The cast and band of Drawin' on the Walls has been hard at work at Notable Productions in Watertown getting the score recorded! I'm excited to let everyone hear the orchestrated music. Watch this space for the release!
Three more performances to go (8pm tonight, tomorrow, and Saturday)! Check out these awesome photos from the production (by Ross Brown) for a sneak peek!
Head over to the box office website of the Boston Playwrights' Theatre to pick up your tickets for my brand new musical, "Drawin' on the Walls!"
Rehearsals have been in progress for a while, and things are coming together - it should be really exciting once we get the band, projections, and set all working and coordinated together over the next few weeks!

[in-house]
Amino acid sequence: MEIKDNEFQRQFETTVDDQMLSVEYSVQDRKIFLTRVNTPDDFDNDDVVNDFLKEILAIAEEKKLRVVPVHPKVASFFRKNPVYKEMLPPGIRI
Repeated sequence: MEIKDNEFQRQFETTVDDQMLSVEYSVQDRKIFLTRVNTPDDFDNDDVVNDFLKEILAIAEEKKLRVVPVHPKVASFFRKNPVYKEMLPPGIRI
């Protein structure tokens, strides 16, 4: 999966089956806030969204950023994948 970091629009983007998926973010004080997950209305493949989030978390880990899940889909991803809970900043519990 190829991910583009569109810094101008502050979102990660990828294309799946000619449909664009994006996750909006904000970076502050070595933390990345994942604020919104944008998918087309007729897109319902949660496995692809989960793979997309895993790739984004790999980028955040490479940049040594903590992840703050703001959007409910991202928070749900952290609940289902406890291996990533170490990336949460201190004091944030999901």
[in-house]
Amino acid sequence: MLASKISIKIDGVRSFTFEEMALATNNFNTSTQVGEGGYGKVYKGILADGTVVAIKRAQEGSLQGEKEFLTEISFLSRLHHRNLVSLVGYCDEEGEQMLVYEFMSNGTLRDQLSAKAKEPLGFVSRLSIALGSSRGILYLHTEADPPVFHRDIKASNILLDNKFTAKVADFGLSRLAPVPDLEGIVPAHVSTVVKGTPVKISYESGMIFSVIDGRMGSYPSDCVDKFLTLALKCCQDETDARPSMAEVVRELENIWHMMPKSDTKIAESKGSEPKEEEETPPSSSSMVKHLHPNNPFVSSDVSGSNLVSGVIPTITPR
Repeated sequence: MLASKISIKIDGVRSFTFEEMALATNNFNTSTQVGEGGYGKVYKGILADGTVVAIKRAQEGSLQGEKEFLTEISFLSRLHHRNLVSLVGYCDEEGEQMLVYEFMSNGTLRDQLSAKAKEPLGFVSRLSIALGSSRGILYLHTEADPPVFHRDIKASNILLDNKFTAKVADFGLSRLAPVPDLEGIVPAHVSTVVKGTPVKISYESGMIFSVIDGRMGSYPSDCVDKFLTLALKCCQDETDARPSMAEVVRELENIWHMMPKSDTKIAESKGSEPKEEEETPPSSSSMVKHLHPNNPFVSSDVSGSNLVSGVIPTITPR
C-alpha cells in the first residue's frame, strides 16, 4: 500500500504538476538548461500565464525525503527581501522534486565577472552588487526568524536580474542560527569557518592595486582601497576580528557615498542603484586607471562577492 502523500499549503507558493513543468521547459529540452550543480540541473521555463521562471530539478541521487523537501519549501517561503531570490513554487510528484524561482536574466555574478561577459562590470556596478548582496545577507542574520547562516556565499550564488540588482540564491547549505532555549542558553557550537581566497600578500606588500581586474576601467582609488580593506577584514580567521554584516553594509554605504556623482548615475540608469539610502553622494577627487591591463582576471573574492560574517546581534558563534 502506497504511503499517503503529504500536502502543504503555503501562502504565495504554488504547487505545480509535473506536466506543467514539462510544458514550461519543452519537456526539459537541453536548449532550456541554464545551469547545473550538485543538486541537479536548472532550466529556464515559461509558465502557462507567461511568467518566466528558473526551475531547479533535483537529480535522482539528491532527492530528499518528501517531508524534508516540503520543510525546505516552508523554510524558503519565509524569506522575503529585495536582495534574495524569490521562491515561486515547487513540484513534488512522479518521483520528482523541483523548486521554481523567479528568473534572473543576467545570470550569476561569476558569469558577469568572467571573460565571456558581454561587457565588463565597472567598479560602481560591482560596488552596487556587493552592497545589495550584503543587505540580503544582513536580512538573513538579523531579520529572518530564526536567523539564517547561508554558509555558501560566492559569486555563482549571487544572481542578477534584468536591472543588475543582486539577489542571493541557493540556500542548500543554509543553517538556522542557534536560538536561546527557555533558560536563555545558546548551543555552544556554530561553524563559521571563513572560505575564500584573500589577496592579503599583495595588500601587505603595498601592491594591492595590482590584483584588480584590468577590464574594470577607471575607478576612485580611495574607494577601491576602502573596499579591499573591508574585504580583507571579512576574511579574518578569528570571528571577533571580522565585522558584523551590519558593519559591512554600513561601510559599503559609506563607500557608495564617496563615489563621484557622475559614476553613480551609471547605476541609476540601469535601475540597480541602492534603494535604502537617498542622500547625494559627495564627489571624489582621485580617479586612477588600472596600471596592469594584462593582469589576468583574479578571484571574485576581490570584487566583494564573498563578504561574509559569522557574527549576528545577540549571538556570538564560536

Hey everybody - so rehearsals for "Drawin' on the Walls" have started up and things are really getting going. F.U.D.G.E. Theatre has decided to launch an Indiegogo campaign to help raise funds for the upcoming production - we've got awesome projections and set designs to pay for, and every little bit helps! Check out the video (some nice rehearsal footage and interviews), and share with anybody you think might like to help out! More updates as I have them (tickets should be going on sale VERY SOON).
Things are coming along on the musical front! Next Thursday and Friday will be auditions for "Drawin' on the Walls," along with auditions for F.U.D.G.E.'s summer production, Sondheim's "Assassins." It will be exciting to see how things come together!
For more info on the auditions process, check out the Facebook event here:
Here are the final dates for my new musical, Drawin' on the Walls!
- Friday, April 26, 8pm
- Saturday, April 27, 8pm
- Sunday, April 28, 2pm
- Thursday, May 2, 8pm
- Friday, May 3, 8pm
- Saturday, May 4, 8pm
Hope to see you then, at Boston Playwrights' Theatre!